And when it comes to cantrips, Ponder is really HBIC for transforming the Human. We don’t have that card, either. Fetchlands plus shocks mean we take tons of damage from our lands and are therefore soft to many aggro decks in addition to removal-spell decks. More directly, the loss of consistency from cantrips contributes to Delver’s “answer problem,” where the deck must find the right pieces of interaction (and the right mix of threats) at the right time to stand a chance against whatever the opponent’s doing, which tends to be quite streamlined and effective in this format. Preordain would go a long way towards improving this scenario for Delver, as would more flexible answers à la Lightning Bolt.
The other problem with Delver’s available cards is that of threats. Sure, this entire article’s been about threats, but those mentioned don’t always work well with the Insect. Arclight asks pilots to cast many instants and sorceries on their own turn, leaving no mana up for permission with which to protect Delver and execute its primary gameplan. Thing in the Ice asks something similar, but is even slower than Phoenix; still, it’s better than the bird.
Tarmogoyf also asks two mana, although in return it impacts the board immediately. That’s still the threat I’ve opted for most of the time; green also gives us Hooting Mandrills, a fine addition to Delver decks. Bedlam Reveler uses the same space as those two threats, and does significantly more work than Goyf in a Fatal Push format. But its cost complicates splashing green and running delve cards. Still, I’ve run them all in the same 75, but without Gitaxian Probe I don’t think that’s possible anymore.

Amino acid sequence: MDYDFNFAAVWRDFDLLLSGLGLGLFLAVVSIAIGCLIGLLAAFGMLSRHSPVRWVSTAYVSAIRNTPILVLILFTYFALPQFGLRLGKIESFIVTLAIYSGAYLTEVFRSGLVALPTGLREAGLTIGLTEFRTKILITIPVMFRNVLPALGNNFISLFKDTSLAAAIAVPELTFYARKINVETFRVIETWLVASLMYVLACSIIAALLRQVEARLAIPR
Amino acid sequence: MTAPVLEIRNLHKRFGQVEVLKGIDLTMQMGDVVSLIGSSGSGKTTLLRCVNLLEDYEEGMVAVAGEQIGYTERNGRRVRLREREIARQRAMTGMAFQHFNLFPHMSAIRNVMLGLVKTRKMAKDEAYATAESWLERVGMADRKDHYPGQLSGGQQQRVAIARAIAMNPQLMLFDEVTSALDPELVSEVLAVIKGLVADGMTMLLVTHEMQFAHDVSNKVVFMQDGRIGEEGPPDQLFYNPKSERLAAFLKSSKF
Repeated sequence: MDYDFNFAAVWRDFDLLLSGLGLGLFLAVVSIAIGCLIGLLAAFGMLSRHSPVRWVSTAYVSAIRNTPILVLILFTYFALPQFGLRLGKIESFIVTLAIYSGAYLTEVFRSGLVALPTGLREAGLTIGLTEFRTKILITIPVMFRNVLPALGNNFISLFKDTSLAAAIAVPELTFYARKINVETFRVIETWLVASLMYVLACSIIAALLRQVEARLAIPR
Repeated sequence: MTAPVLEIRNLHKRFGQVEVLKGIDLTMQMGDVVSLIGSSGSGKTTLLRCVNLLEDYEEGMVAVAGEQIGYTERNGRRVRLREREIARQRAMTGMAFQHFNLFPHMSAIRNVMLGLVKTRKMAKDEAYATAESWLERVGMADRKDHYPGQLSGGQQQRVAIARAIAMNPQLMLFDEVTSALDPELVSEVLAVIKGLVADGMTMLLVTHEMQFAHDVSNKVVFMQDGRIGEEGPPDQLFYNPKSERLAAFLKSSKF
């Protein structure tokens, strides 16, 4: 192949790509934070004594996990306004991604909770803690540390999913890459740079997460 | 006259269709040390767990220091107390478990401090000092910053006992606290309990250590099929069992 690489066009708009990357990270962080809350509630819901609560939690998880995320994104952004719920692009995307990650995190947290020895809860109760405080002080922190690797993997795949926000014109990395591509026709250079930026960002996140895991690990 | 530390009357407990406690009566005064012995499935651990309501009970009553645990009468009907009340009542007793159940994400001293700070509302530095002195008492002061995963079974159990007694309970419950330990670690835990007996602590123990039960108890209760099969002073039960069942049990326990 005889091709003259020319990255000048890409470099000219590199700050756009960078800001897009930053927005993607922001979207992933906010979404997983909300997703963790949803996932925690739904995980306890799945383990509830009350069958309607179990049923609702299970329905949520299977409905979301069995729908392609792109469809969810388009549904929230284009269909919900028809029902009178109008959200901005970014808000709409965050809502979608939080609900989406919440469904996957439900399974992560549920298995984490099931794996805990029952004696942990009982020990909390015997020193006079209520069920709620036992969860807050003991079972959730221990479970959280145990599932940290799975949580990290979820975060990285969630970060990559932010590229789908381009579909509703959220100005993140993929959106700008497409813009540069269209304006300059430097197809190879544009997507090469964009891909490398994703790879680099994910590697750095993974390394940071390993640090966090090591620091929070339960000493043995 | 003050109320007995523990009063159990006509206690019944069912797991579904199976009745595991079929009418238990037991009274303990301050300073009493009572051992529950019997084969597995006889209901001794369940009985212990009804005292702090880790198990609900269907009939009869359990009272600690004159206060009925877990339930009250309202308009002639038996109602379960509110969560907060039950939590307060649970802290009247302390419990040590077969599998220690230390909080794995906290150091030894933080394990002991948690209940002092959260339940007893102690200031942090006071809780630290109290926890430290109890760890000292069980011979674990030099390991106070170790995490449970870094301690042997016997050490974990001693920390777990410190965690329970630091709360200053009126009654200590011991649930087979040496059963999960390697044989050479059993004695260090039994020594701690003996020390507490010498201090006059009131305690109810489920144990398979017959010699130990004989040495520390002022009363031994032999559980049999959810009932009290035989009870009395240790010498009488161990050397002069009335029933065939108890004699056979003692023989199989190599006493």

I am a little interested in Reveler’s applications alongside Delver in a greenless shell. The deck would have to play permission, the only reason to include Delver over the more forgiving Phoenix and Thing, and would likely benefit from either Manamorphose or Thought Scour for help with Reveler. I don’t really like either of those cantrips, though—Scour costs mana and doesn’t impact the board, while Manamorphose plays poorly with counterspells. On the bright side, Snapcaster Mage does lightens the load when it comes to filling out the threat suite, as it plays well in a more reactive Delver-style shell.